Building up a shaft

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john.whiting
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Re: Building up a shaft

Postby john.whiting » Sun Apr 26, 2020 12:30 am

Talking of cutting splines on a lathes ,the army used to have small portable milling drives that fitted the lathe bed ,called IIRC a Millrite...or something like ......Ive also see ones made for very large lathes ,so that keyways ,for instance,could be cut in a workpiece without using a second machine and setup...One of these things might be worth building for your machine......Cutting using the saddle handwheel sounds like a PITA to me.

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Re: Building up a shaft

Postby nevhunter » Sun Apr 26, 2020 5:39 am

How are you indexing the splines? The proper (expensive) way or some trick way. You'd want them tight to last long. Nev

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simon.holyfield
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Re: Building up a shaft

Postby simon.holyfield » Sun Apr 26, 2020 7:07 am

IMG_20200423_151344.jpg


I use a peg, fitting tightly into the gap between two gear teeth. The gear is fixed to a mandrel on the lathe spindle; the peg is held on a bracket on the headstock.
cheers

Simes

'51 Square Four,
'58 Huntmaster,
'42 W/NG,
'30 Model A
http://ariel-square-four.blogspot.com

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Re: Building up a shaft

Postby GuyWalton » Sun Apr 26, 2020 8:47 am

You know the old saying Simon . Measure twice cut once . You have done a great job though .
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Eero.Korhonen
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Re: Building up a shaft

Postby Eero.Korhonen » Mon Apr 27, 2020 6:34 am

Those Honda people are so weird!
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Re: Building up a shaft

Postby jj.palmer » Mon Apr 27, 2020 10:39 am

Those splines that you have cut look very good, now making progress.

I have taken your idea of spline cutting incorperated other features from that of a manualy operated shaping machine such as the leverage to apply the cutting force and the clapper box arrangement and I am now in the process making a spline cutting attachment for the lathe, currently on hold awaiting some welding wire but will post when finished.

Splines, serrations, gear teeth etc. normally are defined in standard sizes therefore the number of splines you get is a combination of the selected spline size and the diameter that they are wrapped around eg if the diameter had been slightly smaller then you would have got 30 splines

John P.

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simon.holyfield
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Re: Building up a shaft

Postby simon.holyfield » Mon Apr 27, 2020 10:48 am

jj.palmer wrote:Those splines that you have cut look very good, now making progress.

I have taken your idea of spline cutting incorporated other features from that of a manually operated shaping machine such as the leverage to apply the cutting force and the clapper box arrangement and I am now in the process making a spline cutting attachment for the lathe, currently on hold awaiting some welding wire but will post when finished.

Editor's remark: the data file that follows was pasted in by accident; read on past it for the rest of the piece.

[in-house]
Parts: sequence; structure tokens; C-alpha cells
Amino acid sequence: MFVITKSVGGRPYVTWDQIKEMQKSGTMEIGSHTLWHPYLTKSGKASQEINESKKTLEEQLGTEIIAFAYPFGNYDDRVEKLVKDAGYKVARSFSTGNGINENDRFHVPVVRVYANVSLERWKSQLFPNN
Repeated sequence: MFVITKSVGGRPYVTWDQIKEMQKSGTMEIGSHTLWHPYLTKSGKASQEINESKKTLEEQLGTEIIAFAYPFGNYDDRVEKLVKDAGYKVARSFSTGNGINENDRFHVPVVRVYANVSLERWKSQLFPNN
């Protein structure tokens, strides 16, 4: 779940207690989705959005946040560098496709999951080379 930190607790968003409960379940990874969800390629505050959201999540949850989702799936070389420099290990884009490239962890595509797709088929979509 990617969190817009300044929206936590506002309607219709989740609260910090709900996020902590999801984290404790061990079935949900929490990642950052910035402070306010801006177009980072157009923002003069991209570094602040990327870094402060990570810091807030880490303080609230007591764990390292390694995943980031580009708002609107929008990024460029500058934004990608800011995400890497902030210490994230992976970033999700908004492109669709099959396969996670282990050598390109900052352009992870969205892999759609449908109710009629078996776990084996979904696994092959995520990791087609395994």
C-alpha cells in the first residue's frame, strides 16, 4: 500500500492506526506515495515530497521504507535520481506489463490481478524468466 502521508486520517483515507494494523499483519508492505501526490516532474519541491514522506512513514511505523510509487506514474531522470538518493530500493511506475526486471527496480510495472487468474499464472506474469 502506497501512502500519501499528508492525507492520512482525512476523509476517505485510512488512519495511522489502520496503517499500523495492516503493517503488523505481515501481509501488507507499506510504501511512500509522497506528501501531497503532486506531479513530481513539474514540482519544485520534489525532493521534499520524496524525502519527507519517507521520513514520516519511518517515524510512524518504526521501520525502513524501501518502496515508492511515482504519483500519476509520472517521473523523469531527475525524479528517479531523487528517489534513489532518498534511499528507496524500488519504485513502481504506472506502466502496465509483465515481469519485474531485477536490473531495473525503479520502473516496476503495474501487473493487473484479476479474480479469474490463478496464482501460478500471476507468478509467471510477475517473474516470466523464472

Splines, serrations, gear teeth etc. normally are defined in standard sizes therefore the number of splines you get is a combination of the selected spline size and the diameter that they are wrapped around e.g. if the diameter had been slightly smaller then you would have got 30 splines

John P.


Thanks John. I've decided that if/when I do another one, I will add some sort of lever arrangement to the compound slide or maybe to the carriage, to avoid turning the carriage handwheel - so please share your ideas when you are ready!
cheers

Simes

'51 Square Four,
'58 Huntmaster,
'42 W/NG,
'30 Model A
http://ariel-square-four.blogspot.com

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Re: Building up a shaft

Postby david.anderson » Tue Apr 28, 2020 1:10 am

Simes
I feel for you. The worst part is that you have a nice finished part that cannot be a wall hanging, as you built the splines on an existing shaft. Otherwise it would have made a good wall hanging.
Did you cut the splines with a HSS cutter. I tried a similar thing a while ago with a tungsten cutter and as soon as I reversed the hand wheel it broke the tip off. Lesson learnt.
David

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simon.holyfield
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Re: Building up a shaft

Postby simon.holyfield » Tue Apr 28, 2020 7:49 am

It'll be OK David. I'll just build it up again, hopefully this weekend.

I've ordered a cheap 62 tooth gear that I will adapt to divide the 31 serrations, so I can see the way forward. It was only a few quid, so if its accurate enough then I will have saved myself the time to make one.

I've got carbide RH and LH turning tools, plus a boring bar - everything else is HSS. I cut this serrated shaft with a 60 degree HSS tool.
cheers

Simes

'51 Square Four,
'58 Huntmaster,
'42 W/NG,
'30 Model A
http://ariel-square-four.blogspot.com

jj.palmer
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Re: Building up a shaft

Postby jj.palmer » Tue Apr 28, 2020 10:28 am

I have opted to move the carriage back and forth with the thought that the total weight of the carriage will add momentum to the cutting force.

John P.


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